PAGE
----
The strong outperformance of consumer discretionary stocks relative to technology stocks in the past three years has also been evident when one looks at valuation metrics between the two sectors.   While valuation metrics like price/book and price/sales for the consumer discretionary sector have expanded nicely in the past three years, the same valuation metrics have actually contracted for the technology sector.  Thus, one could argue that the outperformance of the consumer discretionary sector was not only driven by better relative spending by consumers over corporates/telecoms, but also expansion of valuation metrics.  I think 2013 will be a catch up year for technology stocks in terms of valuation metrics, which should also help the technology sector outperform the S&P 500.

The table below shows the top eight stock holdings of the Vanguard Consumer Discretionary ETF (ticker VCR) and Information Technology ETF (ticker VGT).  The two tables below the list of stocks show how the valuation metrics for these 16 stocks have changed since the beginning of 2010 through the end of 2012 (i.e. over the three year period of underperformance of the information technology sector).

Consumer Discretionary (Ticker: VCR)

Information Technology (Ticker: VGT)

Comcast (CMCSA) Apple (AAPL)
Home Depot (HD) International Business Machines (IBM)
Amazon.com (AMZN) Microsoft (MSFT)
McDonalds (MCD) Google (GOOG)
Walt Disney (DIS) Oracle (ORCL)
News Corp. (NWSA) Qualcomm (QCOM)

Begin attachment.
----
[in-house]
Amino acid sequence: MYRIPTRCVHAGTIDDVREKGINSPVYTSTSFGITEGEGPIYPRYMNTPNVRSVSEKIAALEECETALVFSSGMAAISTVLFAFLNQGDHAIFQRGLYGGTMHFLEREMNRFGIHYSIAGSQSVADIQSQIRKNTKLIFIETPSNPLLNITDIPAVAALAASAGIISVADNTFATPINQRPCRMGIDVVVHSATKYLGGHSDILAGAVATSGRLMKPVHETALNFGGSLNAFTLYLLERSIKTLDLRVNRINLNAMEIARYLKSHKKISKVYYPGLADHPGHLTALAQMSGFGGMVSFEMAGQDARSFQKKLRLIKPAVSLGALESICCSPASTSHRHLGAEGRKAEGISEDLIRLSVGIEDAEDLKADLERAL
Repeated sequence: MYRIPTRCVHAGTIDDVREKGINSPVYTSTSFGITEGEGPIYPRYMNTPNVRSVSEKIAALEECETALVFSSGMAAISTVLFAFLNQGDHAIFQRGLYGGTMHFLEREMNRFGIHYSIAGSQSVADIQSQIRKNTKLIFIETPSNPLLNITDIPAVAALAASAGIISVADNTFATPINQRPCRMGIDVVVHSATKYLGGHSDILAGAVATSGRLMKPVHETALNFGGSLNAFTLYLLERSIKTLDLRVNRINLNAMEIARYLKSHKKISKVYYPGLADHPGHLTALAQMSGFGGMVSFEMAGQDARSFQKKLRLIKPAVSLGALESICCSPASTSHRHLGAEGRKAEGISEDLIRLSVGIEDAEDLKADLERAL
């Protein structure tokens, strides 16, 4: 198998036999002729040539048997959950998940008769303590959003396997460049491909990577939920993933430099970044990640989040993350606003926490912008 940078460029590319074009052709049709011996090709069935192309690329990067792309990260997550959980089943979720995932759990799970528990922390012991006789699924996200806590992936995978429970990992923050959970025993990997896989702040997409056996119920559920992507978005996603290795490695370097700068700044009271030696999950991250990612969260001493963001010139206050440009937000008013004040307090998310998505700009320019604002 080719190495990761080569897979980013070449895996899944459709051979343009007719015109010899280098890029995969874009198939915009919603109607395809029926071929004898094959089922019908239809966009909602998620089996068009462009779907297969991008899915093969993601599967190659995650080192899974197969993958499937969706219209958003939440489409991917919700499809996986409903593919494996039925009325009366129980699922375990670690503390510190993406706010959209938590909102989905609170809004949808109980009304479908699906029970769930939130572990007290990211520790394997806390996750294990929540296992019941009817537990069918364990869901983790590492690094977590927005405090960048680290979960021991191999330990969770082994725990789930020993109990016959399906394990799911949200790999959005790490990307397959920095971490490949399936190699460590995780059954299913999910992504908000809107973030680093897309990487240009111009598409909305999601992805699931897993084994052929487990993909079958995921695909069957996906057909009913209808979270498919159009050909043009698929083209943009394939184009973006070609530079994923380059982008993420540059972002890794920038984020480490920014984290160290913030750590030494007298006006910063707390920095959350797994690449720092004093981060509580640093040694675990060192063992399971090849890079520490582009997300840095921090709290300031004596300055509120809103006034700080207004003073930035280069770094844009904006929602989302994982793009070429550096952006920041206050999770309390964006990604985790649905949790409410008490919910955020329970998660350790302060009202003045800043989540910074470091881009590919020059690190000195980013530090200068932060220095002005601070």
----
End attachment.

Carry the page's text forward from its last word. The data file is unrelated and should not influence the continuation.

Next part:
Time Warner (TWX) Cisco Systems (CSCO)
Lowes Cos. (LOW) Intel (INTC)

 

Consumer Discretionary Valuation Metrics 12/31/09 vs. 12/31/12

Price/Book

12/31/2009

Price/Book

12/31/2012

Price/Sales

12/31/2009

Price/Sales

12/31/2012

Comcast 1.12 2.02 1.34 1.62
Home Depot 2.32 5.26 0.68 1.29
Amazon.com 11.08 15.02 2.38 1.98
McDonalds 4.80 6.41 2.96 3.24
Walt Disney 1.59 2.12 1.66 2.11
News Corp. 1.44 2.26 1.16 1.78
Time Warner 1.01 1.51 1.34 1.58
Lowes Cos. 1.49 2.85  0.64 0.79
AVG Increase

63%

28%

Information Technology Valuation Metrics 12/31/09 vs. 12/31/12

Price/Book

12/31/2009

Price/Book

12/31/2012

Price/Sales

12/31/2009

Price/Sales

12/31/2012

Apple 5.33 4.22 4.09 3.19
IBM 7.56 10.10 1.80 2.09
Microsoft 6.11 3.25 4.61 3.10
Google 5.46 3.4 8.32 4.87
Oracle 4.10 3.70 4.90 4.31
Qualcomm 3.62 3.14 7.33 5.51
Cisco 3.2 1.98 3.70 2.23
Intel 2.70 2.10 3.21 1.92
AVG Increase

-19%

-22%

In summary, technology has lagged the S&P 500 for the past three years while consumer discretionary has dramatically outperformed. In doing so, consumer discretionary valuation metrics have expanded dramatically, while technology valuations have contracted.  With the potential for a corporate/telecom capex recovery in 2013 and relatively low valuations, the technology sector is poised in my view to finally outperform the S&P 500 in 2013.